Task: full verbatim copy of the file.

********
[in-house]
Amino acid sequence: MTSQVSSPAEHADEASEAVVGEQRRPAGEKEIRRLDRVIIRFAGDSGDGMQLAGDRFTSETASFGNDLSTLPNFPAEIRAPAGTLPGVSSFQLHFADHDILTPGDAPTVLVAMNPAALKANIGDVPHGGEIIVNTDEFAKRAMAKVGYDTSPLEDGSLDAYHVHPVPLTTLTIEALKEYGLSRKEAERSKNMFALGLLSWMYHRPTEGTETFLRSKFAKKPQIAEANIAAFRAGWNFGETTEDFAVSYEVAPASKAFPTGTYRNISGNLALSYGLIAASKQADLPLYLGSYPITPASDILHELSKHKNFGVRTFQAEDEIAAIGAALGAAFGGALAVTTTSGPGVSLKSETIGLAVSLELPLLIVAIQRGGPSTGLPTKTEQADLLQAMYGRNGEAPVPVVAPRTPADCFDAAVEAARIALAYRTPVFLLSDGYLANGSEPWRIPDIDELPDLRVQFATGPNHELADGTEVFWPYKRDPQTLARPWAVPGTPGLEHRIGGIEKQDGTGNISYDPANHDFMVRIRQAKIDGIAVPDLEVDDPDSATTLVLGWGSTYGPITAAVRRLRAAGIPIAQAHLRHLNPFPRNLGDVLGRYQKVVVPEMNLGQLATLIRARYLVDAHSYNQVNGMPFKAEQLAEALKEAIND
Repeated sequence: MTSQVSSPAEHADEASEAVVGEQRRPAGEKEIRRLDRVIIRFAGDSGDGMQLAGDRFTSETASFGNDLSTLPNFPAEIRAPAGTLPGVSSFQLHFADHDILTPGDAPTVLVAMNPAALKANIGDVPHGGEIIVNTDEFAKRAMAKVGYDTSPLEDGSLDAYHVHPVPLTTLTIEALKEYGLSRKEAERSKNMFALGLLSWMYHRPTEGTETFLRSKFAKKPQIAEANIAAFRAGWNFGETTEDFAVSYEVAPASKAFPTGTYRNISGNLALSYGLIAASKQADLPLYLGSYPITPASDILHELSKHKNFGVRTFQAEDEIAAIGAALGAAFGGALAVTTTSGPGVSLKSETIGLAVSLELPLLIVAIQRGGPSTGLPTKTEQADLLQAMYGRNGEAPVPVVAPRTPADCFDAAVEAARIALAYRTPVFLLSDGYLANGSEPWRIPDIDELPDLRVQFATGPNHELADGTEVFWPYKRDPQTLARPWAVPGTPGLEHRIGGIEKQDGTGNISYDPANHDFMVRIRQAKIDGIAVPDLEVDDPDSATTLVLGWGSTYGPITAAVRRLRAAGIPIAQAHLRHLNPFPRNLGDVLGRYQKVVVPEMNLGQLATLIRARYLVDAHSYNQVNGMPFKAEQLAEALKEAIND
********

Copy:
[in-house]
Amino acid sequence: MTSQVSSPAEHADEASEAVVGEQRRPAGEKEIRRLDRVIIRFAGDSGDGMQLAGDRFTSETASFGNDLSTLPNFPAEIRAPAGTLPGVSSFQLHFADHDILTPGDAPTVLVAMNPAALKANIGDVPHGGEIIVNTDEFAKRAMAKVGYDTSPLEDGSLDAYHVHPVPLTTLTIEALKEYGLSRKEAERSKNMFALGLLSWMYHRPTEGTETFLRSKFAKKPQIAEANIAAFRAGWNFGETTEDFAVSYEVAPASKAFPTGTYRNISGNLALSYGLIAASKQADLPLYLGSYPITPASDILHELSKHKNFGVRTFQAEDEIAAIGAALGAAFGGALAVTTTSGPGVSLKSETIGLAVSLELPLLIVAIQRGGPSTGLPTKTEQADLLQAMYGRNGEAPVPVVAPRTPADCFDAAVEAARIALAYRTPVFLLSDGYLANGSEPWRIPDIDELPDLRVQFATGPNHELADGTEVFWPYKRDPQTLARPWAVPGTPGLEHRIGGIEKQDGTGNISYDPANHDFMVRIRQAKIDGIAVPDLEVDDPDSATTLVLGWGSTYGPITAAVRRLRAAGIPIAQAHLRHLNPFPRNLGDVLGRYQKVVVPEMNLGQLATLIRARYLVDAHSYNQVNGMPFKAEQLAEALKEAIND
Repeated sequence: MTSQVSSPAEHADEASEAVVGEQRRPAGEKEIRRLDRVIIRFAGDSGDGMQLAGDRFTSETASFGNDLSTLPNFPAEIRAPAGTLPGVSSFQLHFADHDILTPGDAPTVLVAMNPAALKANIGDVPHGGEIIVNTDEFAKRAMAKVGYDTSPLEDGSLDAYHVHPVPLTTLTIEALKEYGLSRKEAERSKNMFALGLLSWMYHRPTEGTETFLRSKFAKKPQIAEANIAAFRAGWNFGETTEDFAVSYEVAPASKAFPTGTYRNISGNLALSYGLIAASKQADLPLYLGSYPITPASDILHELSKHKNFGVRTFQAEDEIAAIGAALGAAFGGALAVTTTSGPGVSLKSETIGLAVSLELPLLIVAIQRGGPSTGLPTKTEQADLLQAMYGRNGEAPVPVVAPRTPADCFDAAVEAARIALAYRTPVFLLSDGYLANGSEPWRIPDIDELPDLRVQFATGPNHELADGTEVFWPYKRDPQTLARPWAVPGTPGLEHRIGGIEKQDGTGNISYDPANHDFMVRIRQAKIDGIAVPDLEVDDPDSATTLVLGWGSTYGPITAAVRRLRAAGIPIAQAHLRHLNPFPRNLGDVLGRYQKVVVPEMNLGQLATLIRARYLVDAHSYNQVNGMPFKAEQLAEALKEAIND